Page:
[...] Gab can also use other blockchain services if mainstream providers try to kick it off the internet by refusing to provide critical services. If Gab needs to replace GoDaddy for domain service (the addresses people use to find websites), Ethereum Name Service provides domains for decentralized applications built on the ethereum blockchain. Web hosting? No problem. Ethereum's Substratum provides a decentralized alternative to Joyent. Others have already pioneered the idea. PeepEth is a nascent ethereum-powered social network, and Mastadon is a blockchain-based Twitter.
Explosive devices were sent to former President Barack Obama and former Secretary of State Hillary Clinton, as well as to CNN's offices in New York, sparking an intense investigation on Wednesday into whether a bomber is going after targets that have often been the subject of right-wing ire.
A law enforcement official said the three devices were similar to one found Monday at the home of George Soros, the billionaire philanthropist and liberal donor.
[...] The device sent to CNN was contained in a manila envelope addressed to John Brennan, who was the C.I.A. director in the Obama administration and is a harsh critic of Mr. Trump. The president revoked Mr. Brennan's security clearance in what was seen as an act of retribution. The return address bore the name of Debbie Wasserman Schultz, a Florida congresswoman who formerly headed the Democratic National Committee.
In a statement, the White House condemned "the attempted violent attacks."
Update 1: The explosive devices have been described as pipe bombs. New York Governor Andrew Cuomo says that a device was also sent to his office.
New York Gov. Andrew Cuomo's spokesman has identified the device sent to his office, originally believed to be suspicious, as a thumb drive containing files on the far right group Proud Boys. It does not appear to be related to the explosive devices.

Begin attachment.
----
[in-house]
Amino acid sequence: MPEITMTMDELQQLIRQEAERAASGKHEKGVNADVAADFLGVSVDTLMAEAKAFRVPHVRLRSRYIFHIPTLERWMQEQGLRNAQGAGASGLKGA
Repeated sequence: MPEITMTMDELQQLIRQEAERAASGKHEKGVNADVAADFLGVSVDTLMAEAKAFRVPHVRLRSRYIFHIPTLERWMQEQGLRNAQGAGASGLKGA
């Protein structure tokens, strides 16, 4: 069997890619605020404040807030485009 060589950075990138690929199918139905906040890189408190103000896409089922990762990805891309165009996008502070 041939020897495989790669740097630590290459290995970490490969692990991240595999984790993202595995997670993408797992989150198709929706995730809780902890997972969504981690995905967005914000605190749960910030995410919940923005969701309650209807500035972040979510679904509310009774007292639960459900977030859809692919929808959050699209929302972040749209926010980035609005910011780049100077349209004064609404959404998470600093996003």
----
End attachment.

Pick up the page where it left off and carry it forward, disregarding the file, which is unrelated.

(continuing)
[...] Another suspicious package has been intercepted at a Congressional mail screening facility in Capitol Heights, Maryland, according to CNN. [...] ABC News reported the package was addressed to Rep. Maxine Waters, a California Democrat.
President Donald Trump announced Saturday that the US is pulling out of the landmark Intermediate-Range Nuclear Forces Treaty with Russia, a decades-old agreement that has drawn the ire of the President.
[...] The treaty forced both countries to eliminate ground-launched ballistic and cruise missiles with ranges between approximately 300 and 3,400 miles. It offered a blanket of protection to the United States' European allies and marked a watershed agreement between two nations at the center of the arms race during the Cold War.
Former State Department spokesman Rear Adm. John Kirby, a CNN military and diplomatic analyst, explained that the treaty "wasn't designed to solve all of our problems with the Soviet Union," but was "designed to provide a measure of some strategic stability on the continent of Europe."
"It's the dirt that does it."
President Donald Trump has warned that the US will bolster its nuclear arsenal to put pressure on Russia and China. Speaking to reporters, he repeated his belief that Russia has violated the 1987 Intermediate-Range Nuclear Forces (INF) treaty, which he has threatened to leave. Russia denies this.
The Cold War-era treaty banned medium-range missiles, reducing the perceived Soviet threat to European nations.
Russia has warned it will respond in kind if the US develops more weapons. Mr Trump said the US would build up its arsenal "until people come to their senses".
[...] Meanwhile, US National Security Adviser John Bolton has been holding talks in Moscow after Russia condemned the US plan to quit the deal. Mr Bolton was told that the US withdrawal would be a "serious blow" to the non-proliferation regime.
The Guardian reports:
Georgia secretary of state and gubernatorial candidate Brian Kemp improperly purged more than 340,000 voters from the state's registration rolls, an investigation charges.
Greg Palast, a journalist and the director of the Palast Investigative Fund, said an analysis he commissioned found 340,134 voters were removed from the rolls on the grounds that they had moved - but they actually still live at the address where they are registered.
"Their registration is cancelled. Not pending, not inactive – cancelled. If they show up to vote on 6 November, they will not be allowed to vote. That's wrong," Palast told reporters on a call on Friday. "We can prove they're still there. They should be allowed to vote."